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The Collins English Dictionary selected in 2020 “lockdown” as the word of the year . It was chosen because it was a unifying experience for people all over the globe, who together have played a part in fighting the spread of COVID-19.

Uganda also played its role last year with a lock-down which did help to keep the spread of the virus at a manageable level. However, the restrictions were so tough that a World Bank study showed development gains of 10 years have been erased and 3 million people have fallen into deep poverty, joining the already 8.7 million already living below poverty level in Uganda.

The bad news is that while most of the high income countries are back in a more or less normal world Uganda is back into lock-down. First a partial lock-down starting 10th June, and now since 19th June a full very strict lock-down with very limited movements and long curfew hours. Actually, it is only essential services like military, police, electricity and health workers who can get permission to move.

Being a home-based palliative care provider, Rays of Hope Hospice Jinja are very busy making sure that our patients have the medicines they need – and also food! And for all the patients who are getting treatment from the Uganda Cancer Institute or elsewhere – they need help to transport.

You cannot begin to imagine the depth of the poverty some of our patients are already living in, never mind the substantial economic strains these lockdowns place on them. One example is a patient we recently visited, who has terminal cancer of the stomach – he has eight children, cannot work and his wife is desperately trying everything she can to make ends meet and ensure that her children have at least one meal a day. There is one mattress in their dilapidated hut house, used by the sick father and the rest of the family sleep either on the floor, or on hard straw mats – no blankets in sight.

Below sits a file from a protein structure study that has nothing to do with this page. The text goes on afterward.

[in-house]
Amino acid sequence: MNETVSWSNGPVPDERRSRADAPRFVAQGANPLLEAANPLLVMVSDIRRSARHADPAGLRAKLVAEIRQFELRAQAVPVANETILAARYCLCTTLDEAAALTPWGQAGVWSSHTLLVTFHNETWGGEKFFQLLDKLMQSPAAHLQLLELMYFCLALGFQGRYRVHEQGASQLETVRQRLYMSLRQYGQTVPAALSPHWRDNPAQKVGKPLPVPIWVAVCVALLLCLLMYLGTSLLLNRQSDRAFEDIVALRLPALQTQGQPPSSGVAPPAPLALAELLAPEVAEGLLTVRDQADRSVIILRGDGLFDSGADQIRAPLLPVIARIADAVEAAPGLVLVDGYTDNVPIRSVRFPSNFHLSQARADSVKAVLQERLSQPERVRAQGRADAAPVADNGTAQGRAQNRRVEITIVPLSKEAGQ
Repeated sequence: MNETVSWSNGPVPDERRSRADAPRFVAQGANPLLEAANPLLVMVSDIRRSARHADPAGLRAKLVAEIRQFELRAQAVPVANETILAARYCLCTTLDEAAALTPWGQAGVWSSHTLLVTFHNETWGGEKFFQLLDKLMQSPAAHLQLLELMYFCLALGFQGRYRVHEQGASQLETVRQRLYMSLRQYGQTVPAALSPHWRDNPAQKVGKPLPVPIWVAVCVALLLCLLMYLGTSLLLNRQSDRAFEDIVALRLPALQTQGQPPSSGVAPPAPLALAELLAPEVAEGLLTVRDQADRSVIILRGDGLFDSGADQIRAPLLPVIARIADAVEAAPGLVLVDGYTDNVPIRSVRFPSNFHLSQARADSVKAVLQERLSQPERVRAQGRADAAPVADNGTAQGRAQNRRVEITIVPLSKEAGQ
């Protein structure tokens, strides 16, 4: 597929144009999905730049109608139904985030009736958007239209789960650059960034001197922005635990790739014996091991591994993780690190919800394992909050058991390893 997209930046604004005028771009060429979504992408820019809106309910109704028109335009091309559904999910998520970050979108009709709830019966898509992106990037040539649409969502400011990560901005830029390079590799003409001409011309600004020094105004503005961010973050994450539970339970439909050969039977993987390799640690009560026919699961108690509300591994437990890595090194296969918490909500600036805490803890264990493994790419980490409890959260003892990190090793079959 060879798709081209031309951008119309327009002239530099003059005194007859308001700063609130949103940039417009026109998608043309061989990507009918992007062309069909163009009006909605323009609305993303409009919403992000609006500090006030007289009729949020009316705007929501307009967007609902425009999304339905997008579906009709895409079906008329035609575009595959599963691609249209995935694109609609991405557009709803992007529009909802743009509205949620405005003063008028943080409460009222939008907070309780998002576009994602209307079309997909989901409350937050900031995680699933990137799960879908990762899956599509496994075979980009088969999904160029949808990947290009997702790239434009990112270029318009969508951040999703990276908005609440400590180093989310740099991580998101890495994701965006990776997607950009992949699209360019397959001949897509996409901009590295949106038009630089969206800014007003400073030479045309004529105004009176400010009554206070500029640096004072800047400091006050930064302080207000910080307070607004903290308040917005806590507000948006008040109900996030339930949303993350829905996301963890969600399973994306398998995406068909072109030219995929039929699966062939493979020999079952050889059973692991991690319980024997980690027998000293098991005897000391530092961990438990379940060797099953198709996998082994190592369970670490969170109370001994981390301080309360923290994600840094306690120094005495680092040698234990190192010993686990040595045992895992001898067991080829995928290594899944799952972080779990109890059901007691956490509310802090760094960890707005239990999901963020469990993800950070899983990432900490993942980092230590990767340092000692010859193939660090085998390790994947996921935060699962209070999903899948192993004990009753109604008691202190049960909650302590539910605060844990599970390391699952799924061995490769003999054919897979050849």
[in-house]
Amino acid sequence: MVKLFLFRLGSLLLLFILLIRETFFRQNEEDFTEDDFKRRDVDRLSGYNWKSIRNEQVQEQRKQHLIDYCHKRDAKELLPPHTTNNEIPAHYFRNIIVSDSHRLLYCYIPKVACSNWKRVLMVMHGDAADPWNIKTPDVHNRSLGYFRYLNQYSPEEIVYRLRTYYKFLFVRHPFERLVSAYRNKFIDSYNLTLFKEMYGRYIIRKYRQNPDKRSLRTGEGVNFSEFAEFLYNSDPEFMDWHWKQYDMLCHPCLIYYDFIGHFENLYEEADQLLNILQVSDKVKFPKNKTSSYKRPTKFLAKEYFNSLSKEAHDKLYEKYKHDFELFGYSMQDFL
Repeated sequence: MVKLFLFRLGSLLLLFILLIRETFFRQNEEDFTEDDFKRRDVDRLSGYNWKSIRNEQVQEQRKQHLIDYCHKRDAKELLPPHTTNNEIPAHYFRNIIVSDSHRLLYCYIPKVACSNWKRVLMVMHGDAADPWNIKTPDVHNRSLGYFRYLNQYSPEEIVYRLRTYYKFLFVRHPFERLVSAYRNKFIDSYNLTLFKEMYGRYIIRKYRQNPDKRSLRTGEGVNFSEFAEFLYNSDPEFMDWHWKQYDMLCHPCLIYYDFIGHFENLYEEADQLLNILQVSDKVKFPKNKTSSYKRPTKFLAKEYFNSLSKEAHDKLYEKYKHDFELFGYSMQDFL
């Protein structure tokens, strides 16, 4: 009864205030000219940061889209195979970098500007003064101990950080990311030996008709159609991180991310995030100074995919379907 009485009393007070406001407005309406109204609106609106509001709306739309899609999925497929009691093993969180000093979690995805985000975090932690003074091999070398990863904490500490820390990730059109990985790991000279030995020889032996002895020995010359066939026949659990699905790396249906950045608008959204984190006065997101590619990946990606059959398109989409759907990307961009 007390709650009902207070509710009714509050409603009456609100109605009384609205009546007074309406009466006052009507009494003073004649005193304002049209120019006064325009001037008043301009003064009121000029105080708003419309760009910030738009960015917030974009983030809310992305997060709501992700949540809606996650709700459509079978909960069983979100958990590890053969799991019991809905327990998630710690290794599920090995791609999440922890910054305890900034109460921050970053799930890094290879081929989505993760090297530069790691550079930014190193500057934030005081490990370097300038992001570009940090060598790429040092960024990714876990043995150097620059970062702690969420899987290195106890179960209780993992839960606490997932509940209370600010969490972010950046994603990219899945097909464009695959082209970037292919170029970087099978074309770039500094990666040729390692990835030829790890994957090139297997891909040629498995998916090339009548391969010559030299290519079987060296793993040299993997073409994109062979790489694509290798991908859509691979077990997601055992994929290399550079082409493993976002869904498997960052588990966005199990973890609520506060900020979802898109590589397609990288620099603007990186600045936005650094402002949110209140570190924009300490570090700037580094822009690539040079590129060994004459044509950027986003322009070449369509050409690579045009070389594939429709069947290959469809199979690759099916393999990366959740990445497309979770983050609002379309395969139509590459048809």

Another example was, in fact the very next house we visited, of a three-year-old little girl who has brain cancer. She desperately needs to get to the pedeatric oncology unit at the Cancer Institute in Kampala but does not have any means for transport.

This week alone, we have had thirteen patients who need transportation for treatment (both to and from) Kampala and with only three people allowed in a vehicle INCLUDING the driver this becomes incredibly expensive! These patients cannot wait over 42 days for the lockdown to possibly end to get the immediate and crucial treatment they need.

These sick patients need help – be it food and basic materials or transport for treatment. … and we in Rays of Hope Hospice Jinja are doing all we can to help them in spite of all the present obstacles. It is costly with this extra need for food and fuel – but we are talking about human beings and about human rights – and we are therefore asking for your help. Contributions big or small will help a lot – and someone is going to breathe a little more easily because of you.

On our website you can see how to donate both inside and outside Uganda.

Alternatively, mobile money donations are very welcome and can be sent to our accountant, Janet Bukaayi: ‪0783 213 361‬

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